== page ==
This article presents an analysis of acts of conciliation carried out by a Yemenite woman, Shaikha Saida. Her example provides a sketch of the practice of conflict resolution which has received no attention in the anthropological literature concerning Yemenite tribal society. Because they are exclusively interested in « judgment », anthropologists have overlooked these « conciliations ». Nevertheless, the latter occupy a central place in the regulation of numerous daily disputes. In addition, given that judgment is a function given to a specific category of honorific men, the example of Shaikha Saida urges us to rethink the concept of honor and to reconsider the exclusion of women from the legal sphere. We shall show that a woman can appropriate qualities of honor and that she can judge, even if Shaikha Saida arbitrated in the name of her “respectability” — a value which is perhaps even more fundamental than honor. Finally, the example of a conciliator enjoying a great deal of visibility for legitimate acts in public places will allow us to redefine the sexual division of private and public spaces as well as their limits.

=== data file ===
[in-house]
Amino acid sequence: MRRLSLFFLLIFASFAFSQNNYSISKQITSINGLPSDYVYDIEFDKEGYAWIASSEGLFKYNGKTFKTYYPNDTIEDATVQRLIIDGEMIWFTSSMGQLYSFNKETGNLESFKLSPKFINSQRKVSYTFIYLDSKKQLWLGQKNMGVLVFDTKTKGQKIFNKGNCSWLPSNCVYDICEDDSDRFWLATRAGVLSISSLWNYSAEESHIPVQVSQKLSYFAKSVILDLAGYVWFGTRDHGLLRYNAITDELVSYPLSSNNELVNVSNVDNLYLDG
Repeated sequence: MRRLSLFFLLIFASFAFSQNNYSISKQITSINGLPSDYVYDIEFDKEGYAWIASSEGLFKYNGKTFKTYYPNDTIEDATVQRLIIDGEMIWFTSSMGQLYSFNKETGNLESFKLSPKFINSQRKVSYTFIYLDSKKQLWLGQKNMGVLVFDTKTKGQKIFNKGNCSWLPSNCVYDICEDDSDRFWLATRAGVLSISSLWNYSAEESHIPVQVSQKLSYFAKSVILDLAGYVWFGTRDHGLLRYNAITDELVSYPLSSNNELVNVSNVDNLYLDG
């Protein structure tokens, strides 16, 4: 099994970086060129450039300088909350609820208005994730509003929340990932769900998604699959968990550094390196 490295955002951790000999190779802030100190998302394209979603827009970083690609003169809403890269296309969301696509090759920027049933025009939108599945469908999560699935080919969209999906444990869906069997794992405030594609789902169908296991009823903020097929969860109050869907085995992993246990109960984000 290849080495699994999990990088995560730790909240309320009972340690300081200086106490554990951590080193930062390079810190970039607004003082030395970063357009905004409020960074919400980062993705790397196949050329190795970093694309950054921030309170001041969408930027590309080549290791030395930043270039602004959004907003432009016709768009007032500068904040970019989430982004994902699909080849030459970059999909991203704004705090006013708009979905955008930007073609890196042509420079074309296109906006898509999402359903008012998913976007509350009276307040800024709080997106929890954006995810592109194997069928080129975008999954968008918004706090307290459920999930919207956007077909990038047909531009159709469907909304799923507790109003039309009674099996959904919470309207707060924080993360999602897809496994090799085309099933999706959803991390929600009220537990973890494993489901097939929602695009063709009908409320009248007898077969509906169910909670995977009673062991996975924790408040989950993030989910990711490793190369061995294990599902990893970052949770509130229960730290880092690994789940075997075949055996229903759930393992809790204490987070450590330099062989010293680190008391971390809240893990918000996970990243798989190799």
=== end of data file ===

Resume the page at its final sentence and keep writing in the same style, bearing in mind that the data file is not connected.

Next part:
By Maggy Grabundzija